The filmmakers are at least aware enough of the concept to know that the same trick isn’t going to work twice. So instead of riveting tension with multiple strange suspects, the terror of the film is portrayed through Jude, who starts creeping his parents out by dressing in little suits like his porcelain friend and demanding they make a plate of food for Brahms. But “acting strange” can only go so far, and that strangeness is consistently undercut by Jude himself, who, instead of getting weirder and weirder, actually seems to start getting better as time goes on, recovering his voice and speaking to his parents again. Sure, drawings of shooting his family to death are unnerving, but Jude has multiple moments of appearing concerned for his parents as well, and always comes off more sympathetic than “scary”.
As for the scares, Brahms breaks various rules of horror films, including remaining as generic and lifeless as possible. But at least it’s consistent in that. With Liza on edge, the film makes the mistake of focusing not on her unease with Jude, but with Brahms. Every other scene is Liza having a staring contest with the doll, or imagining a CG cloud of flies escaping its mouth. And that’s it. Seriously. Outside of one grisly moment that isn’t even caused by Brahms, the doll does next to nothing other than sit around, occasionally moving his head for the audience. Yes, Brahms makes clear early on that there is something supernatural going on here, lessening the terror by forcing the audience to sit through a dull, painful hour of waiting for the characters to catch up.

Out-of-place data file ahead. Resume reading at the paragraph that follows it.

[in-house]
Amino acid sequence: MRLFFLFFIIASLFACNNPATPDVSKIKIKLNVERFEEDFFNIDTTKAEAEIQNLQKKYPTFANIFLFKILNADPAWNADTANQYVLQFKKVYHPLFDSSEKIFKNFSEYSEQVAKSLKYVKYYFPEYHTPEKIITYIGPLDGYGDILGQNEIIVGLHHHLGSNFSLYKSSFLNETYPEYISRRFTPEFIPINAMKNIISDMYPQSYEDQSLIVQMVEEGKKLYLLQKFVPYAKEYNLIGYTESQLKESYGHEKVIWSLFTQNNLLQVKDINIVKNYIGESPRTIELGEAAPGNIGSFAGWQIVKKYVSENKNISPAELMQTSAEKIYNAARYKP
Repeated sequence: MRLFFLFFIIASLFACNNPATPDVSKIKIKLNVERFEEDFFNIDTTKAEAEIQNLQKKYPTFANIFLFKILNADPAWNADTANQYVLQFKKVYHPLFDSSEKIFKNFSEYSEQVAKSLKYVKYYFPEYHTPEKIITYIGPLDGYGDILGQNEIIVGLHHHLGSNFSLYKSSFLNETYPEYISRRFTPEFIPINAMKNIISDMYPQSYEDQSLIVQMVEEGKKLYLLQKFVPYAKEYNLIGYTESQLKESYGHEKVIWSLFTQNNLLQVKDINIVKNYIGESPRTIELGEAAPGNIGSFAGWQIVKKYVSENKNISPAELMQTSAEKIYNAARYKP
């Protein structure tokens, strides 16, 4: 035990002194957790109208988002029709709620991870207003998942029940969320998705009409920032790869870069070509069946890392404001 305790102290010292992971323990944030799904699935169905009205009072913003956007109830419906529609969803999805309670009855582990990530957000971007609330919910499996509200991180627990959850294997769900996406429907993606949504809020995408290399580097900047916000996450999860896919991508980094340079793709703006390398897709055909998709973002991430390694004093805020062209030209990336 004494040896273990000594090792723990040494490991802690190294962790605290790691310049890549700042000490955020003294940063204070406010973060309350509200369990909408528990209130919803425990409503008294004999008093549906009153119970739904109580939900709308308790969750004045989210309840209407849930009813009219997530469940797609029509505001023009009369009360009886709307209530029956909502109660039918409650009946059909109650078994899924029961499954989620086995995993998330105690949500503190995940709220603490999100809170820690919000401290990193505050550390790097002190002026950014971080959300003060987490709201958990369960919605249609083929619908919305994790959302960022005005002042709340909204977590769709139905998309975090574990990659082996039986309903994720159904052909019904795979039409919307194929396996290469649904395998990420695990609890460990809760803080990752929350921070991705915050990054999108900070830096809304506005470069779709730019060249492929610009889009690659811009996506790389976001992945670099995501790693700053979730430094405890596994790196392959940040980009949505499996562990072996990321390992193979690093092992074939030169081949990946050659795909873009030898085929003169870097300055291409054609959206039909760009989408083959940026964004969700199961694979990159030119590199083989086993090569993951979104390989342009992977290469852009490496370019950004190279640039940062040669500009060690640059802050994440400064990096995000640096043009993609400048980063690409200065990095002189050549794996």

Another rule that shouldn’t be broken in horror: the audience should never be ten steps ahead of your protagonist, unless you want them looking as dead and uninterested as Brahms.
Brahms tries so hard to rewrite history, introducing concepts that are forcibly shoved into the narrative during the final moments instead of evolving naturally, and it’s to laughable effect. Literally. Multiple times throughout, the audience in my theater lost it at unintentionally hilarious moments of said staring contests and silly “twists,” and I don’t blame them.
Rule number three broken: when an intrinsically silly horror film takes itself too seriously. Three strikes, you’re out, Brahms!
Brahms is well made, and there is one particularly excellent reveal towards the end that will have some jaws dropping, but this is a play date devoid of any suspense, mystery, or even a solid jump scare or two. At points, I wished the film would just go full Child’s Play with Brahms running around and swearing like a sailor. Instead, Brahms remains a quiet, uneventful film, that at just ninety minutes, runs too long. Some films are better left without a sequel, and Brahms is a shining, porcelain example of why.
Brahms: The Boy II is now playing in theaters from STX Entertainment.
By Matt Konopka